Admissions at Maltese migrant detention centres at record low

Migrants arriving from Libya in Valletta, Malta, July 27, 2020 (Photo: Reuters)

Malta’s migrant detention centres are steadily emptying out partly due to a drop in the number of sea arrivals since 2020. The Island has drastically decreased its Search-and-Rescue activities, a European report says.

Malta’s migrant centres, once overflowing, have never been emptier. At the end of last year the occupancy rate was about 26% of full capacity of nearly 2,640, according to a report by the European Council on Refugees and Exiles (ECRE).

This record low is a result of the fact that there were just 838 admissions in the centres in 2021. According to the United Nations (UN) refugee agency, almost the same number – 832 – arrived by sea to Malta last year. 

The number of arrivals has been falling steadily since 2019, when a record 3,406 people – mostly Sudanese, Eritrean and Nigerians – were rescued at sea and disembarked in Malta. The figure dropped to 2,281 – about 5% of the population — the following year. Prime Minister Dr Robert Abela said the country was “full up” and could not take any more migrants. 

If the goal is still no more migrants, Malta has come close this year – with just one single recorded arrival so far, among a total of 30,347 spread across Italy, Greece, Spain, Cyprus and Malta, according to UNHCR data.

Migrants rescued off Malta, August 13, 2018 (Photo: Reuters)

Search-and-Rescue drastically decreased

Fewer arrivals on Malta are allegedly the result of efforts to ensure that the migrants’ boats return to Libya, from where most set out. This is consistent with what ECRE says is a “drastic decrease” in the rescue activities of the Armed Forces of Malta (AFM).

Non-government organizations report that Malta is not conducting rescue operations in the Maltese search and rescue portion to the south of the Italian island of Lampedusa, instead relying on merchant vessels and the Libyan coast guard to return boats back to Libya, the ECRE report says, adding: “The authorities are accused of preventing boats entering the island’s SAR-zone and multiple incidents of pushback were reported.” 

As well, Malta has not allowed migrants rescued at sea by private ships – such as NGO vessels – to disembark on the Island. Earlier this month, after rescuing 471 migrants in seven operations in the Libya and Maltese SAR regions of responsibility, the humanitarian ship ‘Geo Barents’ could not raise authorities in Valletta so as to ask them to assist in the rescue or allow the survivors to disembark in Valletta.

AFM patrol boat in Marsamxetto Creek, laden with migrants on board. (Photo: Reuters)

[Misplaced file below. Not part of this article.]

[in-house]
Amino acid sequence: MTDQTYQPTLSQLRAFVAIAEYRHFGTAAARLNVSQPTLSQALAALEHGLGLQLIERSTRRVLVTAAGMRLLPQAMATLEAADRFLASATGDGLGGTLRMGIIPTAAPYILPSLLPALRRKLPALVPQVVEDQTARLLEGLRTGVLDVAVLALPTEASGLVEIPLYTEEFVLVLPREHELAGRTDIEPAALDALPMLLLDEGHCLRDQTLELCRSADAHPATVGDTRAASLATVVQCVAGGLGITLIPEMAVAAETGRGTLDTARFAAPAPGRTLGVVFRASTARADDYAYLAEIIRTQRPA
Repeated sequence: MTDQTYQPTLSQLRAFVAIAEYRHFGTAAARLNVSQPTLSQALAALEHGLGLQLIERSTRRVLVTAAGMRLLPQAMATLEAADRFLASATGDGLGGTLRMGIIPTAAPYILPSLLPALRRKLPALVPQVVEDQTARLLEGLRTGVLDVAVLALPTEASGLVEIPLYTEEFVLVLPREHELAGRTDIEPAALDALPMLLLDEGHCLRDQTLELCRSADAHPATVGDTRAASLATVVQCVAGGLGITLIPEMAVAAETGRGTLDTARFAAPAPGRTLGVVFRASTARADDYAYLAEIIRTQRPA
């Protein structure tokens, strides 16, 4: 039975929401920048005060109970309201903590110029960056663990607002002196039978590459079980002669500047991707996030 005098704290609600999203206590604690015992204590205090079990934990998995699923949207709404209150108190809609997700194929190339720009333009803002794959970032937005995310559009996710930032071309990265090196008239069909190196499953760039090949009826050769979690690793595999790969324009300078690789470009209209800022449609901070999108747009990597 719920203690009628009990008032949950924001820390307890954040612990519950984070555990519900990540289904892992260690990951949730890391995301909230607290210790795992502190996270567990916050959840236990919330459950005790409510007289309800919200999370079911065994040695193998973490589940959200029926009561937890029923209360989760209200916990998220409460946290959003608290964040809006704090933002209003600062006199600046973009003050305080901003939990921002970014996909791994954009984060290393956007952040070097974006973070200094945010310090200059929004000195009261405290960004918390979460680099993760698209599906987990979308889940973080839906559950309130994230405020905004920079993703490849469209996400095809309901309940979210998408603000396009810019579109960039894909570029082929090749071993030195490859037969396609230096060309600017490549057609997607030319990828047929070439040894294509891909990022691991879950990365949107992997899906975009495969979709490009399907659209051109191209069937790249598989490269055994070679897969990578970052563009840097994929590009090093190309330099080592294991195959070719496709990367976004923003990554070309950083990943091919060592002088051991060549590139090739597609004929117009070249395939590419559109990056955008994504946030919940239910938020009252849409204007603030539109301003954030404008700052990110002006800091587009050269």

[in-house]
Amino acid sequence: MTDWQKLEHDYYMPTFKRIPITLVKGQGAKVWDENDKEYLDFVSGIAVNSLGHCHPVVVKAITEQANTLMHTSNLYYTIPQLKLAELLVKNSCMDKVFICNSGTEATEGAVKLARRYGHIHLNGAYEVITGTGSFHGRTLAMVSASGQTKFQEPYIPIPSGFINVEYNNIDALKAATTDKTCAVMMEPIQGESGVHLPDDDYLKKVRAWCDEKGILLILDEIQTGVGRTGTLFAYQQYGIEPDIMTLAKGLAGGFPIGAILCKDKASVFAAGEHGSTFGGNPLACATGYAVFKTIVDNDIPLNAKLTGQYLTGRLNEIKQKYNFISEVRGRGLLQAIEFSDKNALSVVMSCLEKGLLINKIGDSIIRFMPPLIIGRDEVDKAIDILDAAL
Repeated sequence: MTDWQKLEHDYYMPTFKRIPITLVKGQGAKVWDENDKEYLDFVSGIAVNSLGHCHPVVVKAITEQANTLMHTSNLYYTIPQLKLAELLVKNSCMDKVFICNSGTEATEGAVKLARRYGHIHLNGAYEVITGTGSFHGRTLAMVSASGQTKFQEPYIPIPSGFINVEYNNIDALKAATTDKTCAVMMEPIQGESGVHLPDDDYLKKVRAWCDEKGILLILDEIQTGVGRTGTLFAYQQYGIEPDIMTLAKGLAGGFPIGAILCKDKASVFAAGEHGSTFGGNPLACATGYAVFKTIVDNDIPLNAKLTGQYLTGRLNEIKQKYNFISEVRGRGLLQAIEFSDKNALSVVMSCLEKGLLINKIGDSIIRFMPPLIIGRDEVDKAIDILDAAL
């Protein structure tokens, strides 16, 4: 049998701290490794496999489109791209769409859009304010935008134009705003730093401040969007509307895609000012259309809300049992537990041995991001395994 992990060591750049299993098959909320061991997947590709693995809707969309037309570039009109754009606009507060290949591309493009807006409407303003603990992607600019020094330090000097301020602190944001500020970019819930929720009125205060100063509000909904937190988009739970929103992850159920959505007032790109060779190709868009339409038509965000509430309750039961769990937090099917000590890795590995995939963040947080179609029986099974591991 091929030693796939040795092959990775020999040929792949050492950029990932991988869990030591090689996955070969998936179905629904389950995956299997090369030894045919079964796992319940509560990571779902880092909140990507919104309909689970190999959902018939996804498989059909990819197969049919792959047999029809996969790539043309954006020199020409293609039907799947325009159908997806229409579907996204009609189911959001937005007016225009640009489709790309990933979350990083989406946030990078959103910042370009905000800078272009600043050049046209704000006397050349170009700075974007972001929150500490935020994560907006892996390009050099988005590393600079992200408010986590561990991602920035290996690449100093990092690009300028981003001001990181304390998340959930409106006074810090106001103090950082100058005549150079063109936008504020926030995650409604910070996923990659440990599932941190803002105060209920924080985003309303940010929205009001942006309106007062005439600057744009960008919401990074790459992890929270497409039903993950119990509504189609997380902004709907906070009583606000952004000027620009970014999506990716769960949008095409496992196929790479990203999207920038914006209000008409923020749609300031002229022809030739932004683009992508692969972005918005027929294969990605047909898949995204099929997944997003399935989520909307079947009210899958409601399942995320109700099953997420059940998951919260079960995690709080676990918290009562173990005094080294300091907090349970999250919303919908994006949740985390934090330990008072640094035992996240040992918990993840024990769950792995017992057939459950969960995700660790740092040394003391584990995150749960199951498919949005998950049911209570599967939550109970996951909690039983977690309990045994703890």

Challenging conditions

Policies towards migrants who do arrive or are already on the Island have worsened or remained the same, according to the ECRE report.

In the open centeres such as Hal Far, it says living conditions have “marginally improved,” but life continues to be challenging, despite two reports by the Council of Europe and the UN denouncing the “alarming situation” in the facilities.

All asylum seekers, including individuals claiming to be minors, continued to be systematically detained upon arrival, either as a measure of quarantine against COVID-19 or on the basis of the Prevention of Disease Ordinance. 

In detention centres, boys under 18 continue to be detained with adult men. This was confirmed in a statement from Aditus, published on April 10, 2022, in which the Maltese NGO expressed concern that the practice was continuing in the Safi Detention Centre.

From file: Image sent to InfoMigrants by a migrant who was being detained from inside Safi barracks on Malta, January 2021

Increase in homelessness

Meanwhile, individuals continue to be evicted from the open centres, despite the available space, according to the ECRE report. Asylum seekers who are considered ‘not vulnerable’ are able to stay a maximum of six months, or one year for families. Within this time, according to ECRE, they are unable to acquire language skills which would enable them to find work. “Many (have) to resort to irregular, unstable work positions.”

The situation is made worse by a new policy which prevents asylum seekers from so-called safe countries of origin from gaining access to the labour market for the first nine months after registering for asylum.

“These individuals are, therefore, evicted from open centres before being legally able to work and sustain themselves.”

High rejection rate

The rate of people granted protection in Malta is also dropping. Last year, authorities issued 691 first instance decisions, the vast majority of which were rejected as manifestly unfounded or inadmissible. This is largely because a large number of applicants came from what Malta considers to be safe countries of origin, such as Bangladesh, Egypt and Morocco.

Prior to their return, failed applicants have remained in detention for more than 16 months, even though, the ‘Times of Malta‘ reports, national law specifies a maximum of nine months detention for asylum seekers.